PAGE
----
The federal government is buying more doses of the COVID-19 vaccine from Pfizer-BioNTech as it moves to offset the reduction in supply from another producer.
Prime Minister Justin Trudeau announced Friday a contract with Pfizer for eight million additional doses of their vaccine hours after Canada said Moderna would slash its deliveries in half through the rest of April.
The increase in Pfizer supply is coming at a time when COVID activity is rapidly spreading in parts of the country.
“In many places, numbers are higher than they’ve ever been before,” Trudeau said. “And far too many hospitals are already stretched far too thin. … So we’re going to do whatever it takes to help.”
Rapid growth in COVID activity continues to be seen as variants of concern escalate in parts of the country.
Yesterday, during a modelling data update from Dr. Bonnie Henry, she revealed that variants of concern have become the majority of cases across the province.
Despite increasing case numbers and hospitalizations, Dr. Henry points out that there has been a dramatic decrease in the rates of death, coinciding with the rollout of the province’s COVID-19 immunization plan.
Dr. Theresa Tam, Canada’s chief medical officer, also agreed that the ramped-up vaccine rollout has been positive with seven million residents across Canada inoculated this week.
“Vaccines are reducing severe illness, death and outbreaks in high-risk settings and populations that were targeted in that initial phase of vaccination,” she said. “These benefits are building, and they will be the bridge that takes us all to greater safety.”
Canada’s expanded contract with Pfizer will kick in next month, Procurement Minister Anita Anand said, with the first four million of the new eight million doses arriving in May.
She said two million more doses will come in June and July, respectively, and Pfizer is also moving another 400,000 doses from the third quarter into June.
Canada’s initial shipment of approximately 300,000 doses of the Johnson & Johnson vaccine will also arrive during the week of April 27, Anand said, to be delivered to the provinces at the beginning of May.
The increased Pfizer doses help offset another production delay from Moderna. Anand said earlier Friday that Moderna will ship 650,000 doses of its vaccine by the end of the month, instead of the expected 1.2 million.
Anand said in a statement that Moderna advised Canada the limited supply is due to a slower than anticipated ramp up of production capacity.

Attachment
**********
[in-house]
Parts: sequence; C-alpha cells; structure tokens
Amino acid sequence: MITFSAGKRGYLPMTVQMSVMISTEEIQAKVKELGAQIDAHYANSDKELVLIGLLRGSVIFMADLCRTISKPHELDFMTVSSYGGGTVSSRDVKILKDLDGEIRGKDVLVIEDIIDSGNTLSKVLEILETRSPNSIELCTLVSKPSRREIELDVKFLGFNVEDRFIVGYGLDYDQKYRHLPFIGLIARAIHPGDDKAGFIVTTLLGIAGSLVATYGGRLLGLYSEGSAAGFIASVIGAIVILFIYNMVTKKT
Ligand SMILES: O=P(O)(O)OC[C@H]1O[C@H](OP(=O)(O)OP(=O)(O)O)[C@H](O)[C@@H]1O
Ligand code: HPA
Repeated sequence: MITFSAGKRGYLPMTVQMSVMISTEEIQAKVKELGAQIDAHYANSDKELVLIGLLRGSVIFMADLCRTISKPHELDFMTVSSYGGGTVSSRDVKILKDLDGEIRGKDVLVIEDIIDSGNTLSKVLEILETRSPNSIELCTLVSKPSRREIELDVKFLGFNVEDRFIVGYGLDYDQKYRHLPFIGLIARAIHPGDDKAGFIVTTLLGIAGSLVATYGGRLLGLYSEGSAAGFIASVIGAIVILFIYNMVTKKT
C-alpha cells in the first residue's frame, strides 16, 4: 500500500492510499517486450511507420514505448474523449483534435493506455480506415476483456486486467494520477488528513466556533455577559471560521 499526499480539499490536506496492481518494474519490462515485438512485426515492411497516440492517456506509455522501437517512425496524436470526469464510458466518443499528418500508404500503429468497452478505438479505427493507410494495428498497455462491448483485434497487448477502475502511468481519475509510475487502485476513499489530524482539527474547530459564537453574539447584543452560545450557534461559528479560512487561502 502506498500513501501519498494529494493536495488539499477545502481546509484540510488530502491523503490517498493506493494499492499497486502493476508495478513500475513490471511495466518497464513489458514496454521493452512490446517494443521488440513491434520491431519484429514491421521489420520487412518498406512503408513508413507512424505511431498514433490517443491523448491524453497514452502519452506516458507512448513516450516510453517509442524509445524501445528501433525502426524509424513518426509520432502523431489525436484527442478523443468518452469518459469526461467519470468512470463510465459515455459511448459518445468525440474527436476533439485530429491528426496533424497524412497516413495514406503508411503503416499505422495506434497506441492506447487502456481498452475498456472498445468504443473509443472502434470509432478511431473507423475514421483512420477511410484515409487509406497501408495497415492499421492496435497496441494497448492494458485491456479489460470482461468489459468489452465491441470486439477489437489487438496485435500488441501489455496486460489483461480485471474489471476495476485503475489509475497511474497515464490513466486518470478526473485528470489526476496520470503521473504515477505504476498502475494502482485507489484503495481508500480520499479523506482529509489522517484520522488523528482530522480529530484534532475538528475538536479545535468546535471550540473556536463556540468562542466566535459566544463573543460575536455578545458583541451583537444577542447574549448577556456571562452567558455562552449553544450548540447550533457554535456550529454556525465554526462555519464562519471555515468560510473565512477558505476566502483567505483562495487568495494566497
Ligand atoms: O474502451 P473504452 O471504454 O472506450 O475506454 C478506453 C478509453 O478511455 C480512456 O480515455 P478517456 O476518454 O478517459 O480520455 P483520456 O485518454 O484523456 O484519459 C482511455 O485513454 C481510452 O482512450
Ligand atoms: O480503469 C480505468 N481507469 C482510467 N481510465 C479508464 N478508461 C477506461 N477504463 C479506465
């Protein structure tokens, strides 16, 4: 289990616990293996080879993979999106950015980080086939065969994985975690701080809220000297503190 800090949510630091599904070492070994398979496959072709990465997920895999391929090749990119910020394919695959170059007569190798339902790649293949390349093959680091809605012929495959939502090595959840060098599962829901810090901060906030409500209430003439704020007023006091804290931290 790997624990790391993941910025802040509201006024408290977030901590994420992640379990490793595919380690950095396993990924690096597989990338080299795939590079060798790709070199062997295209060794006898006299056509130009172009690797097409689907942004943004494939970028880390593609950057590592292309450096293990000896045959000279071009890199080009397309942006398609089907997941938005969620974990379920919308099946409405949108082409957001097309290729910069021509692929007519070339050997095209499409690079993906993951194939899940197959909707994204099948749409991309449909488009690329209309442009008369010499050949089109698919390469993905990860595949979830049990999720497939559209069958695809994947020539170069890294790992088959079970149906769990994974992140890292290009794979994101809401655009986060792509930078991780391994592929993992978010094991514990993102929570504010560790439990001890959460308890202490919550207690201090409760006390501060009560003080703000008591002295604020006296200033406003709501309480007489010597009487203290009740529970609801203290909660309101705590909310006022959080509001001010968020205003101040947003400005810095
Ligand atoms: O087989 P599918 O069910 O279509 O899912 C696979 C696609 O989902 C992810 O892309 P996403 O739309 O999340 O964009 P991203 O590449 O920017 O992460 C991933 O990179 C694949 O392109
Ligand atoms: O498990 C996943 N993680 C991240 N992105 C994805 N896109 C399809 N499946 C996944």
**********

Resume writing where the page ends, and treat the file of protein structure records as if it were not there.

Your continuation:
The company also told Canada that one to two million doses of the 12.3 million scheduled for delivery in the second quarter may be delayed until the third quarter.
“We are disappointed, and while we understand the challenges facing suppliers in the current global market for vaccines, our government will continue to press Moderna to fulfil its commitments,” Anand said in a statement.
Moderna said in a statement there has been a “shortfall” in estimated doses from the European supply chain, and that it will be “making adjustments” to expected delivery quantities in a number of countries, including Canada.
Trudeau said Friday he was “concerned” about the delays and production challenges facing Moderna, but added that Pfizer has been reliable. He said their doses will make up the “bulk of vaccines being given to Canadians in the coming months.”
Earlier Friday, the Canadian Medical Association called for “extraordinary” measures, including sharing provincial healthcare resources and dropping the per-capita approach to vaccine distribution, to address the COVID-19 crisis unfolding in several provinces.
The CMA said it wants the federal government to consider re-prioritizing its vaccine distribution strategy to focus on urgent areas instead of distributing to provinces on a per-capita basis.
Trudeau said conversations with provinces about vaccine allocation have been “ongoing.”
“We’re happy to continue to work with the provinces on adjusting (vaccine distribution) as the provinces see necessary,” he said.
The CMA president-elect Dr. Katharine Smart said further restrictions must also be considered in provinces experiencing rapid rates of COVID-19 transmission.
“That means anything that’s truly not essential … needs to be closed completely for a period of time,” she said. “These half-closures and half-measures and not working.”
Currently, B.C.’s latest restrictions, which ban indoor dining at restaurants among other things, are set to end on April 19, however, there have been rumours swirling that they will be extended into May.
Earlier this week, B.C. Premier John Horgan also hinted that a full-on travel ban was not off the table.
With files to Canadian Press.